The nature of intelligence changes with national security threats and the evolution of warfare. As old enemies fade and new ones emerge, intelligence adjusts to deal with new adversaries. Similarly, the march of technology changes the nature of warfighting, and intelligence incorporates new technologies and methodologies to adapt to the changing ways of war. But the intelligence community today is encountering a force for change that goes beyond evolutionary developments or geostrategic shifts.
Efforts to reshape the intelligence community have been in the forefront of government dialogue since the terrorist attacks of September 11, 2001. Most of these efforts have aimed at adjusting the intelligence community to accommodate the newly discovered threat of global terrorism. Among the many recommendations of the 9/11 Commission Report was to restructure the community under a single director of national intelligence. A key intended effect would be improved information sharing in this era of global terrorism.
But the changes that the intelligence community is impelled to undergo are much greater than establishing new lines of communication across interagency lines. As important as that is, much more vital to the effectiveness of the intelligence community is the need to change to meet the onrushing future in this information age. The two concepts are both connected and independent.
However, that endeavor pales in comparison to the effect that the information revolution can have on the community itself. The revolutionary changes being wrought on society by Web 2.0 capabilities have their potential parallels in the intelligence arena. Those capabilities offer the promise of entirely new intelligence functions that could revolutionize the discipline.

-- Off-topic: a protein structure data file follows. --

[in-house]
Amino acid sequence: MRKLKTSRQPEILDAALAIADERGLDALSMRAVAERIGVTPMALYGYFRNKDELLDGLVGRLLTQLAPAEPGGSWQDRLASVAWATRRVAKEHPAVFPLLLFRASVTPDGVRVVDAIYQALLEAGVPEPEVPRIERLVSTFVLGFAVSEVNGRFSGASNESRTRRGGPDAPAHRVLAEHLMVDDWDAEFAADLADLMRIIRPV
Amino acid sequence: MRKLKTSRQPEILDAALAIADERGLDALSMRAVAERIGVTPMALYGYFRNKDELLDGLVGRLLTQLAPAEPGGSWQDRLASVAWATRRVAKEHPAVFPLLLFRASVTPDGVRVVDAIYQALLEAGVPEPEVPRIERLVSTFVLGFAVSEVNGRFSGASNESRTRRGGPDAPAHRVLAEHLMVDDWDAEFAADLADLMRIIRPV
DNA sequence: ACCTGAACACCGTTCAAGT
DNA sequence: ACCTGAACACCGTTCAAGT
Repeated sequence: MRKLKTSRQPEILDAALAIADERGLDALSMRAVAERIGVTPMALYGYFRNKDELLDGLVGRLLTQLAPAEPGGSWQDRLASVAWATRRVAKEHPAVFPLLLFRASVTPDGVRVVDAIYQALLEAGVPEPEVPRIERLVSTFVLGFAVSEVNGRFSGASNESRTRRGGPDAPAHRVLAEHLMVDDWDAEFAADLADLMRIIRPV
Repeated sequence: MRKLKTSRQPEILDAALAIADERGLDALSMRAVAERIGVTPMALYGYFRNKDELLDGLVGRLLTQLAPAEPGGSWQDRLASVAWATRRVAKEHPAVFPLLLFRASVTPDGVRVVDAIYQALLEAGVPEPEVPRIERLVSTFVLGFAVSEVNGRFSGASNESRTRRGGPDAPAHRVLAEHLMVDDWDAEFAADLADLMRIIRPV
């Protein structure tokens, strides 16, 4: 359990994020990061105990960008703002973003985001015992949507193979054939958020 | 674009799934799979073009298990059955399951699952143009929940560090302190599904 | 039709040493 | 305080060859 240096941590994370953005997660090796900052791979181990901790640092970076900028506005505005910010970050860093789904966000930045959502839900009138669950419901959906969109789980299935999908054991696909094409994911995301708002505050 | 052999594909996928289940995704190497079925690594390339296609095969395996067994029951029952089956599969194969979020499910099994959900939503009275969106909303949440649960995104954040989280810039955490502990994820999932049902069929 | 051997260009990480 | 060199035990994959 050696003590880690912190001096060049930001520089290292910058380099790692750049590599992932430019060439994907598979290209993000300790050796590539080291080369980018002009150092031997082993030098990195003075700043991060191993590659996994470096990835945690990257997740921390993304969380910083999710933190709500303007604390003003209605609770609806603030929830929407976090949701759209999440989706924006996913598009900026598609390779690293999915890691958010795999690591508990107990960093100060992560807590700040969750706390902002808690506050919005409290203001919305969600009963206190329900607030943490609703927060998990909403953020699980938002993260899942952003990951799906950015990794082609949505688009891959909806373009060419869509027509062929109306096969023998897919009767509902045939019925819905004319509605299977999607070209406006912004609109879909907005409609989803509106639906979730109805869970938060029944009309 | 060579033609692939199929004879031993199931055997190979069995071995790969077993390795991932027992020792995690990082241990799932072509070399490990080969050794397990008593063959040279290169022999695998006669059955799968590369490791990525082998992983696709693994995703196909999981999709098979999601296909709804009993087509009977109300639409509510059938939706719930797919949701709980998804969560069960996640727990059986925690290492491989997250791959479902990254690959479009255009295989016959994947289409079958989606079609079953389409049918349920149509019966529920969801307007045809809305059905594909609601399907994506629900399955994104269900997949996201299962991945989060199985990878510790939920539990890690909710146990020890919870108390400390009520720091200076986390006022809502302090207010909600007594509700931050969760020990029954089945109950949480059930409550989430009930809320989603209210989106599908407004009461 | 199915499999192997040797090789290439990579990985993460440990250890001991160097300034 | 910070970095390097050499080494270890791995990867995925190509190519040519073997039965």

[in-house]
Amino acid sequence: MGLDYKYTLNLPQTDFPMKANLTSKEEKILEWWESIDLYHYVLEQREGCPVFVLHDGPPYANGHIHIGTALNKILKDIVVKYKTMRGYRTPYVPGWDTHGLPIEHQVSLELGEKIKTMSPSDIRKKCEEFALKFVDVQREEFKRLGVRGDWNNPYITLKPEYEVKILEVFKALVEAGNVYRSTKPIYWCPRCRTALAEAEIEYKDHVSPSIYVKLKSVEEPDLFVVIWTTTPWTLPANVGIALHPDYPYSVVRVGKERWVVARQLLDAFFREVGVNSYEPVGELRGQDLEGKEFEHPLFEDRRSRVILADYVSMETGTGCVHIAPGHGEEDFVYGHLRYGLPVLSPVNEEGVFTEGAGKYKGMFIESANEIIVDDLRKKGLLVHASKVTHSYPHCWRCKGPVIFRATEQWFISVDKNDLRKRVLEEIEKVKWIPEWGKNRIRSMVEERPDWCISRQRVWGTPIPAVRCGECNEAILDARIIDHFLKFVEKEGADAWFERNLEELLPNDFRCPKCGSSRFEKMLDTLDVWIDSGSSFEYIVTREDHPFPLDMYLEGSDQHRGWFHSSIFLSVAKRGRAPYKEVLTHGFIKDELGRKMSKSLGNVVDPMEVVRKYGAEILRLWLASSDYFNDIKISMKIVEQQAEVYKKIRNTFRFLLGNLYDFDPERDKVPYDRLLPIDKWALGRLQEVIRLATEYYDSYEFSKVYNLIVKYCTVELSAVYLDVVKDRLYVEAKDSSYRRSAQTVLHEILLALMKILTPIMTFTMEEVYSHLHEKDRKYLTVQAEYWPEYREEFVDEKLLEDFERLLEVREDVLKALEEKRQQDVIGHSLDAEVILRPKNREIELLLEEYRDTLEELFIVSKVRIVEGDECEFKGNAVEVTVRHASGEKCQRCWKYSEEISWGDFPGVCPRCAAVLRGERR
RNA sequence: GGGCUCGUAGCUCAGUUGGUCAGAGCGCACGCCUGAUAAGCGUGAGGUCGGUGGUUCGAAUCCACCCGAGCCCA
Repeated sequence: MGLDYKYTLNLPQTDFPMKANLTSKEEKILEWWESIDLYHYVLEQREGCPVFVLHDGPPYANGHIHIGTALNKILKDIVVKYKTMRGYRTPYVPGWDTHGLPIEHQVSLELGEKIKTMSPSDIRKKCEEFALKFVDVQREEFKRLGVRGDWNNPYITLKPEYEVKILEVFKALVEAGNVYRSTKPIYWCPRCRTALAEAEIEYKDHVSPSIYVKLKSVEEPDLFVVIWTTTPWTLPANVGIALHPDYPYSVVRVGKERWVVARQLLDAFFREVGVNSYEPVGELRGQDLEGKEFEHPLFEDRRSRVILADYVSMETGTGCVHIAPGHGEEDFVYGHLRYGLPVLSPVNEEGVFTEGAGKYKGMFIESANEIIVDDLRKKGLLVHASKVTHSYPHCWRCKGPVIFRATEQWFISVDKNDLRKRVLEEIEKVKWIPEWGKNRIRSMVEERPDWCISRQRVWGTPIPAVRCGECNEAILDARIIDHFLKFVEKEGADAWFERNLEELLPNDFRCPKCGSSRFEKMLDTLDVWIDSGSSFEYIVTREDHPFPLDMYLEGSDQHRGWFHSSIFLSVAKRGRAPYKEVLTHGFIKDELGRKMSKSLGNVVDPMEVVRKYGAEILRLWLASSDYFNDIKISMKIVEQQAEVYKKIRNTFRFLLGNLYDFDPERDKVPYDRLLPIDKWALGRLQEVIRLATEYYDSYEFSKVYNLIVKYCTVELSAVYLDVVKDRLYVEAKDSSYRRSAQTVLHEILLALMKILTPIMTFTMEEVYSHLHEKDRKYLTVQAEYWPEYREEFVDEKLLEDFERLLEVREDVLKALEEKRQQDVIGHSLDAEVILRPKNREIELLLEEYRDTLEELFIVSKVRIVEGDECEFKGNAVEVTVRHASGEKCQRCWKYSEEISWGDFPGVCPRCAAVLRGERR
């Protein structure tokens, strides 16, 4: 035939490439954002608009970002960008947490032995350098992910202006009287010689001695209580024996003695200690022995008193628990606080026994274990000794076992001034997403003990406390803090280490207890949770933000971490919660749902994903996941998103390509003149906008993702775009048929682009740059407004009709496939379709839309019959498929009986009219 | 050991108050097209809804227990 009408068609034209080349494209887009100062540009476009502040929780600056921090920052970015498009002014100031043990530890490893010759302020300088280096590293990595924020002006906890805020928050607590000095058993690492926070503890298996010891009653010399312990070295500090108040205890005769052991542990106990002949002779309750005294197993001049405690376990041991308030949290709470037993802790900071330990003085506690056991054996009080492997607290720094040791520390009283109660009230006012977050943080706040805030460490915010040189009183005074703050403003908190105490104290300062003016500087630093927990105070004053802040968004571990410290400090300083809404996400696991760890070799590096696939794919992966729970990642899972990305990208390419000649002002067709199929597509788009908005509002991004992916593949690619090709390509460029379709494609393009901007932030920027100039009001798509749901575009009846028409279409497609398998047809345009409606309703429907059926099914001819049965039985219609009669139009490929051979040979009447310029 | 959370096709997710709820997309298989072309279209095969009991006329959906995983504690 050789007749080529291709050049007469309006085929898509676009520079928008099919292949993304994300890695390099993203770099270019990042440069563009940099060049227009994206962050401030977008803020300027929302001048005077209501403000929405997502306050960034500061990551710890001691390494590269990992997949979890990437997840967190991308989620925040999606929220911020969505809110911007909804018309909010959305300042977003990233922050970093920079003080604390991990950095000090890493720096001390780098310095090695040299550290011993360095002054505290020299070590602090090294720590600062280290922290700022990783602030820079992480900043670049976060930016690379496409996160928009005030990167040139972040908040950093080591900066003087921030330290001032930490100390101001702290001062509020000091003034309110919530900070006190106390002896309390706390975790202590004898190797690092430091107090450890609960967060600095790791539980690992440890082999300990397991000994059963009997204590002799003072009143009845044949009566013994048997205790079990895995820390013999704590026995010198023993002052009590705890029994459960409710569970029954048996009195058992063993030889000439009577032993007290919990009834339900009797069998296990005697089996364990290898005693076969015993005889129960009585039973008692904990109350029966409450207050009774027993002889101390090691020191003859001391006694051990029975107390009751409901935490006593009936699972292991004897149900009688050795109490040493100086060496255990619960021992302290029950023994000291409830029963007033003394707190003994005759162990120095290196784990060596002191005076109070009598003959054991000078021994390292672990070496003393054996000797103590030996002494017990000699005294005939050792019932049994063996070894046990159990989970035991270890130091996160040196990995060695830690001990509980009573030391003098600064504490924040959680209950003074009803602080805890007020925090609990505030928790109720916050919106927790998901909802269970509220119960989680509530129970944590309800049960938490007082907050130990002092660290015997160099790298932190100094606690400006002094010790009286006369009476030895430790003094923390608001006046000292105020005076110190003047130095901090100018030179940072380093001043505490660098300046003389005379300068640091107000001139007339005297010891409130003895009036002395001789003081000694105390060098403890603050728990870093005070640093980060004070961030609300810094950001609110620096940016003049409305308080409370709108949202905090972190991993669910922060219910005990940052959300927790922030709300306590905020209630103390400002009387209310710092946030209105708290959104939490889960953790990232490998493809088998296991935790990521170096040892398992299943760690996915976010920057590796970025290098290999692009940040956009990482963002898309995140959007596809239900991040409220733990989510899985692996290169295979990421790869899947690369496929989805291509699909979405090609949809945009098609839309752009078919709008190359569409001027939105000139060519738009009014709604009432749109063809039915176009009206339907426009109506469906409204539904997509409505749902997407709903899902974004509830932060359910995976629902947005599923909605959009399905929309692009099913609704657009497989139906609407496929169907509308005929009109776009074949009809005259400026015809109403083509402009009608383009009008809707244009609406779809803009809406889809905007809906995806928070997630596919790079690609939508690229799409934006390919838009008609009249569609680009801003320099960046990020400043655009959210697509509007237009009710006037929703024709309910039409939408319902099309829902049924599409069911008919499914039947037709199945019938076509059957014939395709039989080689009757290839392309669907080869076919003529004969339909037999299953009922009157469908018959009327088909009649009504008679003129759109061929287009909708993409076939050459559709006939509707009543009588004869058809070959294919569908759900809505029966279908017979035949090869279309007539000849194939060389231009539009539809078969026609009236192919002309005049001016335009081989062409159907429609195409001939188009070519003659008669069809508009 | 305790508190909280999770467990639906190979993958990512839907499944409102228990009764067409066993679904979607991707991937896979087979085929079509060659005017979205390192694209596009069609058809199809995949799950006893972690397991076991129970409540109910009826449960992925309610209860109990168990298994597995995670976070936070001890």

New ways of sharing information will lead to new ways of collecting and analyzing it. Web 2.0 capabilities tend to focus on networking, which immediately brings to mind linking individuals and organizations across cyberspace. But networking also can encompass data and activities, and the intelligence community can apply Web 2.0 in entirely new ways.
These new information age capabilities promise to open up many new worlds. Their true potential has not yet been defined in societal terms, let alone in intelligence capabilities.
Mike McConnell, the director of national intelligence, observes that a majority of the people staffing the intelligence community today joined after 9/11. More young people are entering the field, and they are bringing with them a high comfort level for Web 2.0 activities along with a desire for greater implementation and innovation. These Web 2.0ers are not stricken with cultural sclerosis. Not only are they open to change, they insist on it.
So the intelligence community has most of what it needs to revolutionize itself—innovative technologies, capabilities and people. These changes are being driven by necessity and by availability. If managed correctly, they could reshape intelligence gathering into a discipline that bears little resemblance to its progenitors both in appearance and in productivity. There would be no trump card for terrorists to play.
—The EditorMore information about Intelligence is available in the April 2008 issue of SIGNAL Magazine, in the mail to AFCEA members and subscribers April 1, 2008. For information about purchasing this issue, joining AFCEA or subscribing to SIGNAL, contact AFCEA Member Services.